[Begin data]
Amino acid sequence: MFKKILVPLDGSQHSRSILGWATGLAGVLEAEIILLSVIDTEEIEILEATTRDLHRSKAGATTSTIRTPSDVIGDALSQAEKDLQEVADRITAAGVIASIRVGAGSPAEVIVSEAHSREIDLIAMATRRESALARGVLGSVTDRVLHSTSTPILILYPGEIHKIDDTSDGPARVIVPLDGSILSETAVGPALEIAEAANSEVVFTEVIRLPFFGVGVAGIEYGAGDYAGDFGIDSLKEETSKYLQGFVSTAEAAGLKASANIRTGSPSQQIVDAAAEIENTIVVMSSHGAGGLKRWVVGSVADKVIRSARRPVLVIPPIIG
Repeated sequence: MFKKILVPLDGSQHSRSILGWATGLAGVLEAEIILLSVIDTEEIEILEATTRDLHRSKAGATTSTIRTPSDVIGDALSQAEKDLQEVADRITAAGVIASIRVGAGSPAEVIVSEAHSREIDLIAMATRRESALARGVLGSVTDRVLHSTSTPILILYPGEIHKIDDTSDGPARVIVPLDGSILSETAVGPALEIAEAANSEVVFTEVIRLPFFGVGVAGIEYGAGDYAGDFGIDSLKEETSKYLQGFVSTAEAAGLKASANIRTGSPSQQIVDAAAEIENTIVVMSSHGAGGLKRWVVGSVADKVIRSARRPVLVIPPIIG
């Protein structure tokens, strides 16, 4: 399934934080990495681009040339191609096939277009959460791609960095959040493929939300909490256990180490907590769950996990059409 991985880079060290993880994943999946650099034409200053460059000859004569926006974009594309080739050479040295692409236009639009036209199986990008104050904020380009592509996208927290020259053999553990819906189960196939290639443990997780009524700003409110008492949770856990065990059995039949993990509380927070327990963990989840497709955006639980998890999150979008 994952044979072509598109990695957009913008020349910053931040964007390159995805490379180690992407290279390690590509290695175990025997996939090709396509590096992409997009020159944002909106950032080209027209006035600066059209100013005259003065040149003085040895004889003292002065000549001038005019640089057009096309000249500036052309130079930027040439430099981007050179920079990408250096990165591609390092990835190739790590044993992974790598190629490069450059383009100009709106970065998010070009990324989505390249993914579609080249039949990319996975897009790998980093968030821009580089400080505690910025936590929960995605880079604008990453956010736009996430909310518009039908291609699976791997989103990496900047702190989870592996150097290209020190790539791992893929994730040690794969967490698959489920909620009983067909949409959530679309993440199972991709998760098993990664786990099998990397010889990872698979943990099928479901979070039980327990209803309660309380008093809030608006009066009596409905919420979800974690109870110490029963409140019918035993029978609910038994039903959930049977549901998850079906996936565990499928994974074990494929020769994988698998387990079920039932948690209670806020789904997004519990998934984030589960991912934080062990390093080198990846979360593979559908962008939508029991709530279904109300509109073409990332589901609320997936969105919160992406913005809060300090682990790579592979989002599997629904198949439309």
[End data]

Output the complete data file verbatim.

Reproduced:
Amino acid sequence: MFKKILVPLDGSQHSRSILGWATGLAGVLEAEIILLSVIDTEEIEILEATTRDLHRSKAGATTSTIRTPSDVIGDALSQAEKDLQEVADRITAAGVIASIRVGAGSPAEVIVSEAHSREIDLIAMATRRESALARGVLGSVTDRVLHSTSTPILILYPGEIHKIDDTSDGPARVIVPLDGSILSETAVGPALEIAEAANSEVVFTEVIRLPFFGVGVAGIEYGAGDYAGDFGIDSLKEETSKYLQGFVSTAEAAGLKASANIRTGSPSQQIVDAAAEIENTIVVMSSHGAGGLKRWVVGSVADKVIRSARRPVLVIPPIIG
Repeated sequence: MFKKILVPLDGSQHSRSILGWATGLAGVLEAEIILLSVIDTEEIEILEATTRDLHRSKAGATTSTIRTPSDVIGDALSQAEKDLQEVADRITAAGVIASIRVGAGSPAEVIVSEAHSREIDLIAMATRRESALARGVLGSVTDRVLHSTSTPILILYPGEIHKIDDTSDGPARVIVPLDGSILSETAVGPALEIAEAANSEVVFTEVIRLPFFGVGVAGIEYGAGDYAGDFGIDSLKEETSKYLQGFVSTAEAAGLKASANIRTGSPSQQIVDAAAEIENTIVVMSSHGAGGLKRWVVGSVADKVIRSARRPVLVIPPIIG
């Protein structure tokens, strides 16, 4: 399934934080990495681009040339191609096939277009959460791609960095959040493929939300909490256990180490907590769950996990059409 991985880079060290993880994943999946650099034409200053460059000859004569926006974009594309080739050479040295692409236009639009036209199986990008104050904020380009592509996208927290020259053999553990819906189960196939290639443990997780009524700003409110008492949770856990065990059995039949993990509380927070327990963990989840497709955006639980998890999150979008 994952044979072509598109990695957009913008020349910053931040964007390159995805490379180690992407290279390690590509290695175990025997996939090709396509590096992409997009020159944002909106950032080209027209006035600066059209100013005259003065040149003085040895004889003292002065000549001038005019640089057009096309000249500036052309130079930027040439430099981007050179920079990408250096990165591609390092990835190739790590044993992974790598190629490069450059383009100009709106970065998010070009990324989505390249993914579609080249039949990319996975897009790998980093968030821009580089400080505690910025936590929960995605880079604008990453956010736009996430909310518009039908291609699976791997989103990496900047702190989870592996150097290209020190790539791992893929994730040690794969967490698959489920909620009983067909949409959530679309993440199972991709998760098993990664786990099998990397010889990872698979943990099928479901979070039980327990209803309660309380008093809030608006009066009596409905919420979800974690109870110490029963409140019918035993029978609910038994039903959930049977549901998850079906996936565990499928994974074990494929020769994988698998387990079920039932948690209670806020789904997004519990998934984030589960991912934080062990390093080198990846979360593979559908962008939508029991709530279904109300509109073409990332589901609320997936969105919160992406913005809060300090682990790579592979989002599997629904198949439309």